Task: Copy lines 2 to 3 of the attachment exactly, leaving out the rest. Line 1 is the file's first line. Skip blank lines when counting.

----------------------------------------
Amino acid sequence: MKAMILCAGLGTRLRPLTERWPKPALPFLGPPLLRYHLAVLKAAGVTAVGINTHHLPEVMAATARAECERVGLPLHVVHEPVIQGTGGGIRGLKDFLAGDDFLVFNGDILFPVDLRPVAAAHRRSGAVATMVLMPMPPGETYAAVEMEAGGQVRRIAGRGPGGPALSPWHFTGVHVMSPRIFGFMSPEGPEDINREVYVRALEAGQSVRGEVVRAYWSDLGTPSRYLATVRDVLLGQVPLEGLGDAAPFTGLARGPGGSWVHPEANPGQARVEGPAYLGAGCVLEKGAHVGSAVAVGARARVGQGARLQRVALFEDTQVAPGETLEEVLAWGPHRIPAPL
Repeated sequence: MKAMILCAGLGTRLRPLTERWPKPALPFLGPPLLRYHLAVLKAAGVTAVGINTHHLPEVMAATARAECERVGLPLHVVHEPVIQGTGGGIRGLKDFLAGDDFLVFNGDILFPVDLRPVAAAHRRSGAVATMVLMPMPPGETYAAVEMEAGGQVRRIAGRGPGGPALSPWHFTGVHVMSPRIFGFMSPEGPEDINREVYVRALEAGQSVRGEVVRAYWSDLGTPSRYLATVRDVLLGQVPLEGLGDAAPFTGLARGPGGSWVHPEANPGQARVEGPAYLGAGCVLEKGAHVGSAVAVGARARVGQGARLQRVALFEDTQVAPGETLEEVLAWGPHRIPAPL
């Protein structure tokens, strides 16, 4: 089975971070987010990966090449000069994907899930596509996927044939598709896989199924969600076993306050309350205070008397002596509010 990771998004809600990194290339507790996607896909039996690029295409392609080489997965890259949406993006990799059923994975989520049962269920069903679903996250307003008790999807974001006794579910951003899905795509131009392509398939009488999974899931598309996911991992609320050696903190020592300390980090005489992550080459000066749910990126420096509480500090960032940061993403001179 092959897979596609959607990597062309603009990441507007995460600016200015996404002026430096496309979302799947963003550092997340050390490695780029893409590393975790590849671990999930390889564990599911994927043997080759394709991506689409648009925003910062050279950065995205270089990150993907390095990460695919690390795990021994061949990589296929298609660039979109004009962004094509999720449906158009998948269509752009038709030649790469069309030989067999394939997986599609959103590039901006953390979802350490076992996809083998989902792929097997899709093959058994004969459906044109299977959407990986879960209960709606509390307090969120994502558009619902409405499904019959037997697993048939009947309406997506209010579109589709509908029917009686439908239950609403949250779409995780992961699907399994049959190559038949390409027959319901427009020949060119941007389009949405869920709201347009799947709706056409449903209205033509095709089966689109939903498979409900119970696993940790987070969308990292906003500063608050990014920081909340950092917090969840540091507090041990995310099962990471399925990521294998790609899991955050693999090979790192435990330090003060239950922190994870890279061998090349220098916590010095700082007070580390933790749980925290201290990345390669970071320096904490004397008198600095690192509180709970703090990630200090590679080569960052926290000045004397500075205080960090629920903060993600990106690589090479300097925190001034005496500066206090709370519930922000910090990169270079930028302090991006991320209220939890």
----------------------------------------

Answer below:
Repeated sequence: MKAMILCAGLGTRLRPLTERWPKPALPFLGPPLLRYHLAVLKAAGVTAVGINTHHLPEVMAATARAECERVGLPLHVVHEPVIQGTGGGIRGLKDFLAGDDFLVFNGDILFPVDLRPVAAAHRRSGAVATMVLMPMPPGETYAAVEMEAGGQVRRIAGRGPGGPALSPWHFTGVHVMSPRIFGFMSPEGPEDINREVYVRALEAGQSVRGEVVRAYWSDLGTPSRYLATVRDVLLGQVPLEGLGDAAPFTGLARGPGGSWVHPEANPGQARVEGPAYLGAGCVLEKGAHVGSAVAVGARARVGQGARLQRVALFEDTQVAPGETLEEVLAWGPHRIPAPL
């Protein structure tokens, strides 16, 4: 089975971070987010990966090449000069994907899930596509996927044939598709896989199924969600076993306050309350205070008397002596509010 990771998004809600990194290339507790996607896909039996690029295409392609080489997965890259949406993006990799059923994975989520049962269920069903679903996250307003008790999807974001006794579910951003899905795509131009392509398939009488999974899931598309996911991992609320050696903190020592300390980090005489992550080459000066749910990126420096509480500090960032940061993403001179 092959897979596609959607990597062309603009990441507007995460600016200015996404002026430096496309979302799947963003550092997340050390490695780029893409590393975790590849671990999930390889564990599911994927043997080759394709991506689409648009925003910062050279950065995205270089990150993907390095990460695919690390795990021994061949990589296929298609660039979109004009962004094509999720449906158009998948269509752009038709030649790469069309030989067999394939997986599609959103590039901006953390979802350490076992996809083998989902792929097997899709093959058994004969459906044109299977959407990986879960209960709606509390307090969120994502558009619902409405499904019959037997697993048939009947309406997506209010579109589709509908029917009686439908239950609403949250779409995780992961699907399994049959190559038949390409027959319901427009020949060119941007389009949405869920709201347009799947709706056409449903209205033509095709089966689109939903498979409900119970696993940790987070969308990292906003500063608050990014920081909340950092917090969840540091507090041990995310099962990471399925990521294998790609899991955050693999090979790192435990330090003060239950922190994870890279061998090349220098916590010095700082007070580390933790749980925290201290990345390669970071320096904490004397008198600095690192509180709970703090990630200090590679080569960052926290000045004397500075205080960090629920903060993600990106690589090479300097925190001034005496500066206090709370519930922000910090990169270079930028302090991006991320209220939890």